As I say, it was afterwards that I understood this. I had not time to reason it out until the affair was all over, for the half-breed whipped out his knife as quickly as the other, and jumped forward like a cat, in attack. His knife was a regular bowie, shorter of course, than the other man’s and much lighter, and he held it in the approved style, with the blade at the little finger side of the hand. They were together on the instant, and there was an instantaneous babel around them, for the other men yelled savagely as they crowded round, and the mate roared like a bull as he jumped toward them with the evident intention of separating them, or perhaps of knocking them down, lower deck fashion. Whatever his intention was, he abandoned it before getting between the two men, and I thought very wisely. From where I stood, just above them, I could see every motion, and I would as soon have jumped into the railroad collision as to have tried to interfere in that fight. It was very short, but while it lasted it was about the most exciting thing I ever saw.
            It was impossible for me, and I think it would have been for anyone, to follow all the motions of the two men, though I watched closely, for they were both skilful fighters, and their thrusts and parries were as quick as the finger of a prestidigitateur. It must have been less than a minute before it was all over, though it seemed a quarter of an hour as I watched. The half-breed made a feint at the other’s neck, as he jumped forward, but changed the direction of a blow as he delivered it, so that the thrust was really at his right side. The negro, however, parried it so well that the sparks flew as the two knives clashed. He parried with a downward stroke, and, swinging his arm round in a quick return, twisted his wrist over so as to bring his edge forward in a back-handed awkward-looking slash at the other’s jugular.
            Awkward as it looked, it was the wickedest blow I ever saw struck, and must have either been an inspiration or the result of long study and practice. His elbow was raised in bringing the knife back as he did, and the half-breed, unable to get his knife back quickly enough to parry after it had been struck downward, ducked just in time to save his neck, but got a glancing blow across the scalp that laid it open. Closing in, after this frightful beginning, they broke each other’s guard and stabbed and slashed till both fell. The half-breed’s knife was driven squarely into the negro’s heart, and his victim never moved after he fell. ‘Twas a victory, however, for the negro, as he got his death blow, avenged himself with a terrific slash across the throat and half beheaded his enemy, and after a few seconds and one or two convulsive shudders, he, too, was dead.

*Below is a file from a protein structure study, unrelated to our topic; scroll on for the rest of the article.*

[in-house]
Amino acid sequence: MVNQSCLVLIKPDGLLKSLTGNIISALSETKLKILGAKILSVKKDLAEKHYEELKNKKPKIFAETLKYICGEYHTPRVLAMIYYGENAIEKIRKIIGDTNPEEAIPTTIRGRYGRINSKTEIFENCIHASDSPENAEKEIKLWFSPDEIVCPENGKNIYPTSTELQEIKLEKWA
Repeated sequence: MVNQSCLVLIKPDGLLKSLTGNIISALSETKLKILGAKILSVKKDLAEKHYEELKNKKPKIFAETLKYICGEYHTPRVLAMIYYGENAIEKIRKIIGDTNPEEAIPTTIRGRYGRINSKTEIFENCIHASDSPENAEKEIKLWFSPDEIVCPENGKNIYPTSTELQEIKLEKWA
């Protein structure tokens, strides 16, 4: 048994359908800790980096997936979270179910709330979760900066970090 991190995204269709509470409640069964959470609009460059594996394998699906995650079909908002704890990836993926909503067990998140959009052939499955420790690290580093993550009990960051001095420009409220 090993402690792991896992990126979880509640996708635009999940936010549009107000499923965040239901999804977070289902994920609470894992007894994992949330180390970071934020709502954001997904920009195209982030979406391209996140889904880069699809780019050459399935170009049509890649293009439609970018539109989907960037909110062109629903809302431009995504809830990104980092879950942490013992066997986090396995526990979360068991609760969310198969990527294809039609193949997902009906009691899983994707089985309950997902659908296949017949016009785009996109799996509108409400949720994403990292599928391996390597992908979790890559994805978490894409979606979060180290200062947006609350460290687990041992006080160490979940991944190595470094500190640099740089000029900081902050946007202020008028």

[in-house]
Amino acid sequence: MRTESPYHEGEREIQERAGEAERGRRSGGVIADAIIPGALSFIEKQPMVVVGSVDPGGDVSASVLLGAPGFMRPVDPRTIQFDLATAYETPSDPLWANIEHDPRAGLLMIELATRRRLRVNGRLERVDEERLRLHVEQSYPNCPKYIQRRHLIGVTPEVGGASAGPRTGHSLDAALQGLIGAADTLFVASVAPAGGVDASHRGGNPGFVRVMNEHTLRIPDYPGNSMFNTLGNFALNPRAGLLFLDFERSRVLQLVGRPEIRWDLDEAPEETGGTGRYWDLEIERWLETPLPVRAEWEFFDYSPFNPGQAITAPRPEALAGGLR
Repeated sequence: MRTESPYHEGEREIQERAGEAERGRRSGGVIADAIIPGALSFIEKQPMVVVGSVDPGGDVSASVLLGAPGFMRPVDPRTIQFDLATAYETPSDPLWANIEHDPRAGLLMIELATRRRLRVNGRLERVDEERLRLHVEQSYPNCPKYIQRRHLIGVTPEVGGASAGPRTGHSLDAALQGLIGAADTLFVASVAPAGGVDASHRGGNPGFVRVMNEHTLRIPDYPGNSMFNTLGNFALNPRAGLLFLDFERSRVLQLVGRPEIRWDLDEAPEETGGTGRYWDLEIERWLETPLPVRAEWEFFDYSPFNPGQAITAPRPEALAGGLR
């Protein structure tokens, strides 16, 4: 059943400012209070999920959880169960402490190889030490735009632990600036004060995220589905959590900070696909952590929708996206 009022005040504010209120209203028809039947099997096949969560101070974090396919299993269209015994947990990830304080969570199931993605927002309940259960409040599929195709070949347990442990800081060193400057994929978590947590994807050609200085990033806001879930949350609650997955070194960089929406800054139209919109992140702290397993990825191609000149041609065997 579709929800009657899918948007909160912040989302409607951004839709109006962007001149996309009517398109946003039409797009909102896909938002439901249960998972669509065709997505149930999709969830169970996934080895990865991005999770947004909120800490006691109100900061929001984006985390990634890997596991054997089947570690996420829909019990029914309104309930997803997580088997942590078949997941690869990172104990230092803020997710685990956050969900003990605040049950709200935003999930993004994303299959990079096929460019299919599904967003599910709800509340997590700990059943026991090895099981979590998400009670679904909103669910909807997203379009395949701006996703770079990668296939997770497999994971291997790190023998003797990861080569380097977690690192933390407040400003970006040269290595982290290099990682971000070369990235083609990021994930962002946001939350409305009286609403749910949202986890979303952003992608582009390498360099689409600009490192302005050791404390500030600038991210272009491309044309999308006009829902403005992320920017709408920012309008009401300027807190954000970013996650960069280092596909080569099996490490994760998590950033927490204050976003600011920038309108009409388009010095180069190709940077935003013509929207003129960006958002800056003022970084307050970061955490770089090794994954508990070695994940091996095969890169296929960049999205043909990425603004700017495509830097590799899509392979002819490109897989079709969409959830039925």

I'm not sure what to make of this story. The odd details give it an aura of authenticity--why would the author make up the “chopping knife” described, rather than make it a dagger or bowie, and why try to describe the awkward-looking backhand slash? On the other hand, there is that telltale Ned Buntline-ism, “sparks flew as the two knives clashed.” Also, why does the writer find it odd that the black man held his knife “as a man holds a sword”? He claims this “is not the way a knife-fighter usually holds his weapon,” while the one he calls the half-breed held his “in the approved style,” that is, in a reverse grip. This was the opposite of the conventional wisdom at the time.